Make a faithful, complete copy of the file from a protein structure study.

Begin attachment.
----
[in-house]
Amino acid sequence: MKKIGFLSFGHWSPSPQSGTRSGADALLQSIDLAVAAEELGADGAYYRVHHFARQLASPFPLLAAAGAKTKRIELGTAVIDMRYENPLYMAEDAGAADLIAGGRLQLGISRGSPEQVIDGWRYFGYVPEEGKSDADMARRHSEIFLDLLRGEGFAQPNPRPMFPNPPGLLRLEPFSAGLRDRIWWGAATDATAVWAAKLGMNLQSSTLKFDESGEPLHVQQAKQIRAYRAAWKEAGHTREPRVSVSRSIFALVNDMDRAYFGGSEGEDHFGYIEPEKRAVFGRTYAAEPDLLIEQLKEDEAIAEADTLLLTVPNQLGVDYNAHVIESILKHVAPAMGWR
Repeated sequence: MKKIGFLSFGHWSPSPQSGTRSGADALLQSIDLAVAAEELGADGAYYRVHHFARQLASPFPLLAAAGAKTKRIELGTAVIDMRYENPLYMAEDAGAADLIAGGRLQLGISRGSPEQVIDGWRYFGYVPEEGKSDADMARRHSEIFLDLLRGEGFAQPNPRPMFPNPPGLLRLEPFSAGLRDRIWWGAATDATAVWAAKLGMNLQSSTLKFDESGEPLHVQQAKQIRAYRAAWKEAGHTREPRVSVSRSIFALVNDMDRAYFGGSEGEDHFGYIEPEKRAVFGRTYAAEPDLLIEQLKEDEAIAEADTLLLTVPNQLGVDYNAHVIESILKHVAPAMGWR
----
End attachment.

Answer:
[in-house]
Amino acid sequence: MKKIGFLSFGHWSPSPQSGTRSGADALLQSIDLAVAAEELGADGAYYRVHHFARQLASPFPLLAAAGAKTKRIELGTAVIDMRYENPLYMAEDAGAADLIAGGRLQLGISRGSPEQVIDGWRYFGYVPEEGKSDADMARRHSEIFLDLLRGEGFAQPNPRPMFPNPPGLLRLEPFSAGLRDRIWWGAATDATAVWAAKLGMNLQSSTLKFDESGEPLHVQQAKQIRAYRAAWKEAGHTREPRVSVSRSIFALVNDMDRAYFGGSEGEDHFGYIEPEKRAVFGRTYAAEPDLLIEQLKEDEAIAEADTLLLTVPNQLGVDYNAHVIESILKHVAPAMGWR
Repeated sequence: MKKIGFLSFGHWSPSPQSGTRSGADALLQSIDLAVAAEELGADGAYYRVHHFARQLASPFPLLAAAGAKTKRIELGTAVIDMRYENPLYMAEDAGAADLIAGGRLQLGISRGSPEQVIDGWRYFGYVPEEGKSDADMARRHSEIFLDLLRGEGFAQPNPRPMFPNPPGLLRLEPFSAGLRDRIWWGAATDATAVWAAKLGMNLQSSTLKFDESGEPLHVQQAKQIRAYRAAWKEAGHTREPRVSVSRSIFALVNDMDRAYFGGSEGEDHFGYIEPEKRAVFGRTYAAEPDLLIEQLKEDEAIAEADTLLLTVPNQLGVDYNAHVIESILKHVAPAMGWR